The Washington state florist who refused to serve a gay couple has agreed to settle with the men.

Barronelle Stutzman, the owner Arlene's Flowers & Gifts in Richland, Washington, will pay a $5,000 settlement to the couple and has agreed to withdraw her appeal to the U.S. Supreme Court. The couple, Robert Ingersoll and Curt Freed, announced that they would donate and match the settlement to their local PFLAG chapter.

Stutzman was represented by the Arizona-based Alliance Defending Freedom (ADF), a Christian conservative legal group opposed to LGBT rights.

Stutzman in 2013 refused to serve Ingersoll when he attempted to purchase flowers for his upcoming marriage to now-husband Freed. Stutzman said that providing the service would be a violation of her faith.

In 2015, she was found guilty of violating the state's anti-discrimination and consumer protection laws and ordered to pay a $1,000 fine, plus $1 for court costs and fees. Washington's highest court twice upheld the ruling.

Stutzman appealed the ruling to the U.S. Supreme Court. The high court in July refused to hear the case. Lawyers representing Stutzman had asked the high court to reconsider.

In a letter posted on the ADF website, Stutzman said that she refused service to her “dear friend Rob” because she “could not betray” her conscience. “But I am willing to turn the legal struggle for freedom over to others. At age 77, it's time to retire and give my business to someone else,” she wrote.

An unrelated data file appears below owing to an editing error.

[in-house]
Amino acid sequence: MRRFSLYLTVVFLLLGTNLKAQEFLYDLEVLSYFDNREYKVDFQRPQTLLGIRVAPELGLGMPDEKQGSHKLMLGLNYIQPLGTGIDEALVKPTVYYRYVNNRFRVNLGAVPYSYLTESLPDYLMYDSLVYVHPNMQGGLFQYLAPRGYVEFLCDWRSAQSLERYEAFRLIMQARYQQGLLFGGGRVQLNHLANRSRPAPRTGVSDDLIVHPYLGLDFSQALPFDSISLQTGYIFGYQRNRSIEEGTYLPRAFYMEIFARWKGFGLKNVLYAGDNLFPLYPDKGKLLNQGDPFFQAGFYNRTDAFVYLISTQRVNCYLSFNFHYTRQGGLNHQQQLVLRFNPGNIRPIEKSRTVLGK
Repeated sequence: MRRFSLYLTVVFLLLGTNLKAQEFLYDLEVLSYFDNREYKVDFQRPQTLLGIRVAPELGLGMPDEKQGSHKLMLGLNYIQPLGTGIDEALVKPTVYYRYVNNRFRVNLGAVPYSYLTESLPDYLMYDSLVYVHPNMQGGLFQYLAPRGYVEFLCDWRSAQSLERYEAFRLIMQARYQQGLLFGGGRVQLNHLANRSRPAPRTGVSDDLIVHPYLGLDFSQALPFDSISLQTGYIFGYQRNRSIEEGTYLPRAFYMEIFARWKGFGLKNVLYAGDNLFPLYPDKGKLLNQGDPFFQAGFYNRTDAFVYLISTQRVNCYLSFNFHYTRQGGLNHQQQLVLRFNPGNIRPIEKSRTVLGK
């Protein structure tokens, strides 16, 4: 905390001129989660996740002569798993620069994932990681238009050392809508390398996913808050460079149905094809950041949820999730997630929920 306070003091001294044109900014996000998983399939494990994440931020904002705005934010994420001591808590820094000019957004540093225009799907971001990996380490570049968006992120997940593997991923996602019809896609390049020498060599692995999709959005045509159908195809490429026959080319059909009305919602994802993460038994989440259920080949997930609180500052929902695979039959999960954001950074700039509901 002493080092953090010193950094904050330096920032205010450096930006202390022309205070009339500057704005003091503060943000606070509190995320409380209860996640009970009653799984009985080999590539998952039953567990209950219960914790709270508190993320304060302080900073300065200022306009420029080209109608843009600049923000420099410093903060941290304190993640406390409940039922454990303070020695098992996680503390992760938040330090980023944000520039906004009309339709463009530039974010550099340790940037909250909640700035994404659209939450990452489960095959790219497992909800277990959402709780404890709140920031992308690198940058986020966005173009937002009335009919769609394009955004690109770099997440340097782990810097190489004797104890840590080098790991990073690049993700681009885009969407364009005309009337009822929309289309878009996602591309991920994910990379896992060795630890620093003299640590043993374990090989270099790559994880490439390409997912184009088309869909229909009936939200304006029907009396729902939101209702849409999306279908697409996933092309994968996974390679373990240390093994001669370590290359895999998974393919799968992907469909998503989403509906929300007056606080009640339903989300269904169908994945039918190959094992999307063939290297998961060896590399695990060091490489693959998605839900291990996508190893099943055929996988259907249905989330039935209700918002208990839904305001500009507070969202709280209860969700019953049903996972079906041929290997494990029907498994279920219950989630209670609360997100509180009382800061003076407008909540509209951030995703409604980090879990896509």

Ingersoll and Freed were represented by the American Civil Liberties Union (ACLU).

In a statement released by the ACLU, the couple said that they were “thankful that this long journey for us is finally over.”

“We took on this case because we were worried about the harm being turned away would cause LGBTQ people,” they said. “We are glad the Washington Supreme Court rulings will stay in place to ensure that same-sex couples are protected from discrimination and should be served by businesses like anyone else. We are also pleased to support our local PFLAG’s work to support LGBTQ people in the Tri-Cities area. It was painful to be turned away and we are thankful that this long journey for us is finally over.”